Where in the hell am I?

Stories from the road, and home, by a contract archaeologist.

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Location: Texas, United States

I work out of town a lot as a contract archaeologist. Sometimes it's interesting. It can be quite funny, although probably only to other archys. Home is Austin, with my wife and our cute kitty and all of our crazy friends.

Tuesday, April 24, 2007

slow times

sometimes i feel like i should do placeholder posts, just so people will still check from time to time. this is one.
the most exciting thing lately has been my one year wedding anniversary. we bought some garden stuff, ate at fino (which is yummy and can be done for a somewhat reasonable price) then went to club deville to have a drink or 4 with karen for her birthday (where i saw dan and choo for what seemed like the first time in forever).
we have a bunch of plants, and started on digging for a garden, but the weather has not cooperated. and this week is about to get very busy, as the Society for American Archaeology meetings are about to start here in Austin. 4 days of presentations and networking, and Colleen is going to be in town.
Work has been very slow, mostly just sitting in TxDOT reading reports. Fieldwork is supposed to pick up next week, which is good because I'm ready to get some exercise. I need to watch less TV, but of course it's now sweeps and so the shows I do like to watch are new and have important things happening.
Sigh. My initiative has been slack of late.

Thursday, April 12, 2007

So it goes.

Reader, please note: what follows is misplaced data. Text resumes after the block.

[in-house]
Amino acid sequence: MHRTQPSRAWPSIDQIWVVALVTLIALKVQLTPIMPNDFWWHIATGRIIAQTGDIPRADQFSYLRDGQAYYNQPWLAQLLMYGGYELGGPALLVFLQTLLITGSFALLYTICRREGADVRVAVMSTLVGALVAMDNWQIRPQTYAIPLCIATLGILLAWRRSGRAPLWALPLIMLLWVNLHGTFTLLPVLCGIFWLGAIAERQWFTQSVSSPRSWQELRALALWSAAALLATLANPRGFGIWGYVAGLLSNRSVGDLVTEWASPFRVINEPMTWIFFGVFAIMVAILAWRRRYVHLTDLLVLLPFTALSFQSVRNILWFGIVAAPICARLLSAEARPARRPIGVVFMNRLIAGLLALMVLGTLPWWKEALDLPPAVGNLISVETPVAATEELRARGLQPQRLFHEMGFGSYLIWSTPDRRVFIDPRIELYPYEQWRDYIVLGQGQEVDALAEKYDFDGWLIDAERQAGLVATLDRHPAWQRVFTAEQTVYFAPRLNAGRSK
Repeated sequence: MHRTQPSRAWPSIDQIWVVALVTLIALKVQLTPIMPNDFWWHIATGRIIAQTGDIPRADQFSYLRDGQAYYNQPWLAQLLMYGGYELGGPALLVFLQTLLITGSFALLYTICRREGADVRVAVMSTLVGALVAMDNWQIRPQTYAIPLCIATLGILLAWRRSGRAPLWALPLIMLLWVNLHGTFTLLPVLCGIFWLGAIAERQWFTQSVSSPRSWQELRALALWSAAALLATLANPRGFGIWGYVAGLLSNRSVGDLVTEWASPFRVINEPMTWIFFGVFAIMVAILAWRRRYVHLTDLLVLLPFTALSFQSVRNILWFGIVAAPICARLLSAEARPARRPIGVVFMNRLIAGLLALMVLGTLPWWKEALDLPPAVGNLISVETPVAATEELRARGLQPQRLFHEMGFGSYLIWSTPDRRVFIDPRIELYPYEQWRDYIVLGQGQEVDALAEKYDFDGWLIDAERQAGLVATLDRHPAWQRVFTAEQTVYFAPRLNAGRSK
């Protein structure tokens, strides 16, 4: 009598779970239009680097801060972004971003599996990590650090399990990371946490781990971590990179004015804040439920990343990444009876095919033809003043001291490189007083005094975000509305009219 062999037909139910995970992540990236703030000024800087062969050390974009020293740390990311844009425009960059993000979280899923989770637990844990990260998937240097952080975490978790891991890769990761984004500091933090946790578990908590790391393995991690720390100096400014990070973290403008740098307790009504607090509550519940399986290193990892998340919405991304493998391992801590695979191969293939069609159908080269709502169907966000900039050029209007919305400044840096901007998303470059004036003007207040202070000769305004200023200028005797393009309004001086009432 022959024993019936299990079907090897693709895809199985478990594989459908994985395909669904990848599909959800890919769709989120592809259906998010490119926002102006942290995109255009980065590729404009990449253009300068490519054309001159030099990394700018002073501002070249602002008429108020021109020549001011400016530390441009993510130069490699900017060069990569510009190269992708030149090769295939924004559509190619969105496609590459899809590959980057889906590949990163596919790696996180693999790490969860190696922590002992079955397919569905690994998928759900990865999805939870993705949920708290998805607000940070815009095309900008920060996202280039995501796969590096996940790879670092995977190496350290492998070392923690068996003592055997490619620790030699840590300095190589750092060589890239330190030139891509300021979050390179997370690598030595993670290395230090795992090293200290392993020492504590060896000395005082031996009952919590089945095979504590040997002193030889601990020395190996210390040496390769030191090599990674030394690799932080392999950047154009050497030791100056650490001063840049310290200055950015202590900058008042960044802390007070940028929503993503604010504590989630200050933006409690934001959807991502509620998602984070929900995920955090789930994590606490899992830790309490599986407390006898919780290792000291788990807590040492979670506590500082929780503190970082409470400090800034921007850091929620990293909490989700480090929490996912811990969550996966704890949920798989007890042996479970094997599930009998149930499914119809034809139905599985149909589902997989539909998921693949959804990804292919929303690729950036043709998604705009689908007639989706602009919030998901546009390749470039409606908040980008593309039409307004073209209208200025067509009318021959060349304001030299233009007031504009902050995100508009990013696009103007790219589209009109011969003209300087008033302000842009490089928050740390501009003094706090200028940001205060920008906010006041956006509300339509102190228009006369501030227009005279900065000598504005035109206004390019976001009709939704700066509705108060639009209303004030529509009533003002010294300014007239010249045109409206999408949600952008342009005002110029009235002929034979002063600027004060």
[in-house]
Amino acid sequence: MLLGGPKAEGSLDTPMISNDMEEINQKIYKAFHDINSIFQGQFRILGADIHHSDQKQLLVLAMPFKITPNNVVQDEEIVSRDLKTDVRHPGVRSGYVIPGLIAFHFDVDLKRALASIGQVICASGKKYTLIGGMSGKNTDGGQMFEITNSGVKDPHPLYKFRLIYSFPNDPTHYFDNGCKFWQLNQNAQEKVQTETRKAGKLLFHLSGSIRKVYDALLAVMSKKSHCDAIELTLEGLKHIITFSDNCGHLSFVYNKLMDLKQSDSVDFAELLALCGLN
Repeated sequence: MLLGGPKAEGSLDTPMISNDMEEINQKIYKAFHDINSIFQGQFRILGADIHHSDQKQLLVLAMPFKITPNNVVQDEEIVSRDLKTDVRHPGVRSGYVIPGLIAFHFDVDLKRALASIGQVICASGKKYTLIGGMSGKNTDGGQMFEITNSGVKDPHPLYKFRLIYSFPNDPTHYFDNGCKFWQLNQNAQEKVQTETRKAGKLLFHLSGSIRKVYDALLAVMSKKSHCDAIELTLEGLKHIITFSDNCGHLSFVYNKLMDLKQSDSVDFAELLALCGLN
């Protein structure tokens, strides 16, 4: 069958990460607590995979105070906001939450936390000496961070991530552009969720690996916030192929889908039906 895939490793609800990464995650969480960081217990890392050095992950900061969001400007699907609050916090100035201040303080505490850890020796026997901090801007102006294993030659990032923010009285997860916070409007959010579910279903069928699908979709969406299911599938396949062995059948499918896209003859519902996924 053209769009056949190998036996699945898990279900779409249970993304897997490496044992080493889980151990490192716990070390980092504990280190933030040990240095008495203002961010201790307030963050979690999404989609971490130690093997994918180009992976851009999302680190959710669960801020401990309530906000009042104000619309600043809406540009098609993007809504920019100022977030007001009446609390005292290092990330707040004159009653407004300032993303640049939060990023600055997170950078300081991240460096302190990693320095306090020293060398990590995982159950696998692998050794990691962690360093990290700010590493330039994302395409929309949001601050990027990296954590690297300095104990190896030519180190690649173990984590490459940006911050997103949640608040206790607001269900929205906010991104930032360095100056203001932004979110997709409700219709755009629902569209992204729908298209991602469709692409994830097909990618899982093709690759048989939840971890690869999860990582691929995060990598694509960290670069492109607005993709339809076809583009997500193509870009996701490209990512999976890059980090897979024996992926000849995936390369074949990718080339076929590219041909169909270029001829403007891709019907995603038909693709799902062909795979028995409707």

I found out this morning that Kurt Vonnegut died. I've been pretty sad about it since. He's talked and written about death his whole career, and specifically about his own for quite a while, so I feel like I should have been ready for it.
I first read Vonnegut in July or August of 2001, which is much later than a lot of people usually discover him (I was 29 if you don't know or want to do the math). It was at a very tumultous time in my life, but I don't really think that made a difference. I don't even remember if I actually bought Slaughterhouse Five or borrowed it from someone, or if it was just in the house. I remember lying on a bed in a near-empty house, reading by the sunlight pouring through the window, and finishing the book in one reading. After that, I borrowed a collection that Dan had, which included Cat's Cradle. That book struck me in a way deep down in a way that only 3 or 4 other books ever had (On The Road, Autobiography of Malcolm X, Demian), and it's now my favorite book of all time. Bokonon and his philosophy, conveniently rendered in calypso form, have really shaped my attitude towards life these last 5 years. I've owned and given away at least a half dozen copies of the book, and my own copy now is part of a 6 book hardcover compilation. Even now, I have extra copies of a couple Vonnegut books to give to anyone who shows an interest.
Many better things have and will be written about him today, and in the next few days. Vonnegut, to me, is about the absolute frustrating, maddening feeling of loving humanity, no matter how many times things happen that make you feel like you should know better.
I know I'm not the only person to do so, but it was his request for when he passed on: He's up in Heaven now.